Ottumwa Generating Station Selective Catalytic Reduction
Ottumwa, Iowa
Award of Merit, Energy/Industrial

Owner: Alliant Energy
General Contractor: Alberici Constructors
Lead Design Firm/Structural/MEP/Civil Engineer: Stanley Consultants
SCR Technology Provider: Riley Power

The installation of a selective catalytic reduction system at the Ottumwa Generation Station, a joint venture of Alberici Constructors and Stanley Consultants, not only delivered significant improvements to the 725-MW plant, it also achieved a remarkable record of safety and productivity.

The $100-million-plus project is designed to reduce nitrogen oxide emissions by at least 83%. The new system was installed above the plant’s existing electrostatic precipitators. The team devised creative rigging solutions to install steel within a confined project footprint. The installation is roughly 240 ft tall and includes 3,400 tons of structural steel, 40,000 sq ft of grating with handrails and 156,000 tension control bolts, which support 5,000 tons of operating equipment and ductwork along with 1,500 tons of live load.

The project was completed on time and on budget with no owner non-conformance reports and no contractor-initiated change orders. Dieter Bareiss, project manager with Alberici Constructors, credits the project’s success to the team’s collaborative approach. Roughly 75% of the Alberici Constructors and Stanley Consultants team members on the project have worked together on previous projects. “We’ve been doing projects together for years and that goes a long way toward having a successful [engineer-procure-construct] team.”

The project team also delivered an exceptional safety record, performing more than 600,000 work hours with no recordable injuries. Bareiss says the project’s safety program was rooted in a strong partnership between Alliant Energy, craft leadership and the EPC team. Representatives from all three partners held a “safety summit” before the start of the job to develop best practices.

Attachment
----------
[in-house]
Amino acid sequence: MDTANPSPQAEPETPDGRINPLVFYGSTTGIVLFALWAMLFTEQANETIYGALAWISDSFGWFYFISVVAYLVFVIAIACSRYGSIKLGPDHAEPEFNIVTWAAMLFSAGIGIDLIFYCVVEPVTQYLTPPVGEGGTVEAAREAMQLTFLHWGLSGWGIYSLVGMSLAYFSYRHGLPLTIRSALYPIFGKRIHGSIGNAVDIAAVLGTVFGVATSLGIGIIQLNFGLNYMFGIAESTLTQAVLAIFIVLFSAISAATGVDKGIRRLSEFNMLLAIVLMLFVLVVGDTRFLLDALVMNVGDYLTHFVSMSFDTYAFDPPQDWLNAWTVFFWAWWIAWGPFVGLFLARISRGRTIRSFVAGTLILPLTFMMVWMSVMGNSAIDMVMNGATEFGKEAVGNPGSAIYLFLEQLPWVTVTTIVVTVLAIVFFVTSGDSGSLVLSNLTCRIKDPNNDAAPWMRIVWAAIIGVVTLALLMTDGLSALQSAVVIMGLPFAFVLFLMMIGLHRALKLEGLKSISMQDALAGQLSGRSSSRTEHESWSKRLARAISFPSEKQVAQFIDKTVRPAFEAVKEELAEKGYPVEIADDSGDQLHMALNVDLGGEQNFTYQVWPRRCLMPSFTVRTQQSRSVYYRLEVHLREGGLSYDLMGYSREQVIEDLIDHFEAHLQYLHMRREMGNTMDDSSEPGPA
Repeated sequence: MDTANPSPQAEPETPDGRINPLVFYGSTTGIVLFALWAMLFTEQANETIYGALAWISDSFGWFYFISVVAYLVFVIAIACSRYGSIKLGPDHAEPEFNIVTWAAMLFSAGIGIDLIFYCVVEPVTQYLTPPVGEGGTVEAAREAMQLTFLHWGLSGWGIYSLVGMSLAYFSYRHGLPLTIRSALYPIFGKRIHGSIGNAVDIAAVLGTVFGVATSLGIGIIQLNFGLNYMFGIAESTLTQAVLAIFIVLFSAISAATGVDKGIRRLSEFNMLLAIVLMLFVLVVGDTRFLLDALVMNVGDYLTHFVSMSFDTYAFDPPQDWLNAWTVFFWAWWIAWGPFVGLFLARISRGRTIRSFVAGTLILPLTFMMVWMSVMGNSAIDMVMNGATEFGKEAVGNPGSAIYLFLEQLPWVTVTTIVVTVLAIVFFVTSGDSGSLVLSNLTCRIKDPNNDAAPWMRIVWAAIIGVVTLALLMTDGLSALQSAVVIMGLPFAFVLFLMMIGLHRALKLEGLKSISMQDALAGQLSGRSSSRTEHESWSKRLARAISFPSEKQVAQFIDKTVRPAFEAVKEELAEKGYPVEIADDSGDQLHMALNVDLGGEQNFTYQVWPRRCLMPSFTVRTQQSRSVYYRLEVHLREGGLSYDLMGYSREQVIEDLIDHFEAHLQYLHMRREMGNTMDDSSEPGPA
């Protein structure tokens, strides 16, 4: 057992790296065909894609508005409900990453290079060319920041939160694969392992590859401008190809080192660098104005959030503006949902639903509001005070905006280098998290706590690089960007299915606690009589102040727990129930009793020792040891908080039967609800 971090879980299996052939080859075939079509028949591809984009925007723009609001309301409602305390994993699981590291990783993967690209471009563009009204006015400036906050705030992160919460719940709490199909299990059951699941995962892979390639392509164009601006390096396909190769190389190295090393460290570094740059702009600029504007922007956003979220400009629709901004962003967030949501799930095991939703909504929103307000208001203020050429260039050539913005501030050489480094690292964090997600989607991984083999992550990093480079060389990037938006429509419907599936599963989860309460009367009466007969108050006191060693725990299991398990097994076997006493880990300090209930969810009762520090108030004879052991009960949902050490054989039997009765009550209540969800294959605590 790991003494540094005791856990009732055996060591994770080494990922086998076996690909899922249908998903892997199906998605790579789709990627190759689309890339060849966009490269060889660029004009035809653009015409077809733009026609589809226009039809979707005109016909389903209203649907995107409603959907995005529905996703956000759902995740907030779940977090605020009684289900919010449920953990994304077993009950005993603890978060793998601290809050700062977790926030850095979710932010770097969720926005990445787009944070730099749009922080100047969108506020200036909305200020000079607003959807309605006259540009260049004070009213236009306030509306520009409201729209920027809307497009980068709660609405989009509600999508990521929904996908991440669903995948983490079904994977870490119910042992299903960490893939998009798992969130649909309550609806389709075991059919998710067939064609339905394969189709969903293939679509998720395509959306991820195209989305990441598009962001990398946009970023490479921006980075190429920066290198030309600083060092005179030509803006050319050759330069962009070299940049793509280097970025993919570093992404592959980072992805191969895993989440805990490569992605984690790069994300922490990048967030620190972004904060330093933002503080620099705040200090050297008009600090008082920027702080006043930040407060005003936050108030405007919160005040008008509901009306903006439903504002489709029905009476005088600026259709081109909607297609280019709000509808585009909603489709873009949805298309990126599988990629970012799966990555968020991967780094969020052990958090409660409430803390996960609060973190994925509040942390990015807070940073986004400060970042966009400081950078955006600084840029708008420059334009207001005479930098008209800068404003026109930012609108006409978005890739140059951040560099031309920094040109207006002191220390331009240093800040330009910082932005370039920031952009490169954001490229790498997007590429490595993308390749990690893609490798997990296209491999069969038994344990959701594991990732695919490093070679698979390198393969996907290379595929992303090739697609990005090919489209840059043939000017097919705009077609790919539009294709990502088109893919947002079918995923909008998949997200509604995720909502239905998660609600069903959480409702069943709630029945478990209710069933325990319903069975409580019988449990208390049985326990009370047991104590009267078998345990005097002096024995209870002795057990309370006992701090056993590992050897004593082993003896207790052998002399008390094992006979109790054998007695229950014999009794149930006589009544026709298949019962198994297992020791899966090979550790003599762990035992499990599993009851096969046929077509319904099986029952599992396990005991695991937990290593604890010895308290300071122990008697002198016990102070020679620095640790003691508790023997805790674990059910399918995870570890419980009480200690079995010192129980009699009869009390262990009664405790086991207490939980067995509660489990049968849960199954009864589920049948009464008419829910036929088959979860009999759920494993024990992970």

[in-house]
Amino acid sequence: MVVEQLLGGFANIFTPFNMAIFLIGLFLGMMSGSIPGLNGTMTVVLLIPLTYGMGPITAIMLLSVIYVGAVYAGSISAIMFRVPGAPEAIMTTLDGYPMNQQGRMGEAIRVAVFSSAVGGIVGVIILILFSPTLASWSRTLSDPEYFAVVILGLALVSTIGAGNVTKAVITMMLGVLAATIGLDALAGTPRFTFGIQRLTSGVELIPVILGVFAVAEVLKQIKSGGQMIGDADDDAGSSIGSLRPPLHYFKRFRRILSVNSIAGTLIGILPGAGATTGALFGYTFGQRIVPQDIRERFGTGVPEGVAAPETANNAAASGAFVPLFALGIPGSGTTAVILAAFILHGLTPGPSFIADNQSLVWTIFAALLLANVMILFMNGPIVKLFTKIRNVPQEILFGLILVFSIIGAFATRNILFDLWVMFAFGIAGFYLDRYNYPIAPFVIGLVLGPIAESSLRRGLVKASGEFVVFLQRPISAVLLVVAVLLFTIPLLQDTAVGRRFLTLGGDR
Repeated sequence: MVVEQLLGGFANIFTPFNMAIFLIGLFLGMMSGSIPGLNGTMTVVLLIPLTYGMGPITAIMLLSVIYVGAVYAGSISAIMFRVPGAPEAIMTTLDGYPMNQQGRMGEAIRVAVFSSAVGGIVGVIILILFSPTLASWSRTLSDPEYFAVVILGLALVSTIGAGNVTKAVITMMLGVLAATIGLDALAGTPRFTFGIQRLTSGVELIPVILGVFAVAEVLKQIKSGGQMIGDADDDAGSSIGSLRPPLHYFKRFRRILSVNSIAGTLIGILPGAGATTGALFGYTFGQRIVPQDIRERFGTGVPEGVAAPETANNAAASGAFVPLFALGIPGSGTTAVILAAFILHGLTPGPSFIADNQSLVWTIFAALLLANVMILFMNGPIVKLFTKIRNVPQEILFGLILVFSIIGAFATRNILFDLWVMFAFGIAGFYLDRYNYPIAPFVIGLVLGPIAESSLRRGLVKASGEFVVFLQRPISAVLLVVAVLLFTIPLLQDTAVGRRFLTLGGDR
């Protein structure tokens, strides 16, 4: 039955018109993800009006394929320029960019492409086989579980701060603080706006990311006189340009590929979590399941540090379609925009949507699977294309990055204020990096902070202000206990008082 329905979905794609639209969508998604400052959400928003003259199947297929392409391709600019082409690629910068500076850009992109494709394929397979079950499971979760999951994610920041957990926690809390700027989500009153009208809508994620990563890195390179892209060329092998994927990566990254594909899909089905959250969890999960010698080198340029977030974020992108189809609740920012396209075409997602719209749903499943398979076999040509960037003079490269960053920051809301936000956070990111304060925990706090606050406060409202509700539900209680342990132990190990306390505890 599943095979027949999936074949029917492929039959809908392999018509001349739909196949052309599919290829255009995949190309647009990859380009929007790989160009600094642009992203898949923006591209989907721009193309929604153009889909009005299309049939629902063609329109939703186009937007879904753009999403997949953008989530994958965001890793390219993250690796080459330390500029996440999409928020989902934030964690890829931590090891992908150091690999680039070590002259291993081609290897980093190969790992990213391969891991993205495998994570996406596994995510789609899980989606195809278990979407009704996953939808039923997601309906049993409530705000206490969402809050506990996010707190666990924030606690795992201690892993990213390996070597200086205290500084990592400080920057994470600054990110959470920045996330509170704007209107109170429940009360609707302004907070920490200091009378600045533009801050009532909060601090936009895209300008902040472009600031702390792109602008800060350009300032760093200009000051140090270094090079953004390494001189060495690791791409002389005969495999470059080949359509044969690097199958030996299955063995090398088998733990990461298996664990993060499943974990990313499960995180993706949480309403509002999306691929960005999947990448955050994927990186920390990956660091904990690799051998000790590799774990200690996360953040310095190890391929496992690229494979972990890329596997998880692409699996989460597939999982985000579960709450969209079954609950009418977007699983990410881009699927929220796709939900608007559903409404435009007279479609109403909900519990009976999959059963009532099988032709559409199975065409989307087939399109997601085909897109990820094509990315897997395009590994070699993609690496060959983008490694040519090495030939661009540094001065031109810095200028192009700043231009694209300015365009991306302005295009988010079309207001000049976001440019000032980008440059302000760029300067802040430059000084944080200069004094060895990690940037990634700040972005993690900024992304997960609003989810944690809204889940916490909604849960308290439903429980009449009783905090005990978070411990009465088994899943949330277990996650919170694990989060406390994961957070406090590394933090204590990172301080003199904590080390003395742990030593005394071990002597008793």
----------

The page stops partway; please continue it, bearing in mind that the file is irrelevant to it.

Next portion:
A site safety steering committee met biweekly to focus on safety measures and share lessons learned. “Our head of safety and the owner’s corporate safety director spoke almost daily,” Bareiss says.

The EPC team leaders coordinated with the plant team to standardize safety guidelines among plant operations and the construction team.

Rather than institute the company’s standard stretch program to prepare workers for physical labor, Bareiss decided to give it an update. “We thought that was getting stale, so our safety manager on site had a certified physical therapist come on site to give us new ideas,” he says.

Dubbed the “industrial athlete” approach, its mobility readiness program involved full body exercises that varied depending on the trade and daily exposure levels. Workers would stretch in the morning as well as after lunch. Bareiss says the EPC team’s safety manager used stretching sessions as an opportunity to evaluate workers and to identify those who might be right or wrong for specific situations.

The EPC team stationed a nurse on site, which Bareiss says was important to provide treatment quickly due to the site’s remote location. Bareiss says the nurse’s main function was to provide a comfort station, especially on hot days. “If someone was overcome by heat, they could go in and get a cold compress and not have to make an emergency room visit,” he says.

The team also hosted an “ugly boot” competition to help highlight the importance of good tread on footwear. “We had tough conditions with the snow, and this was a way to get everyone to check their boots,” he says.

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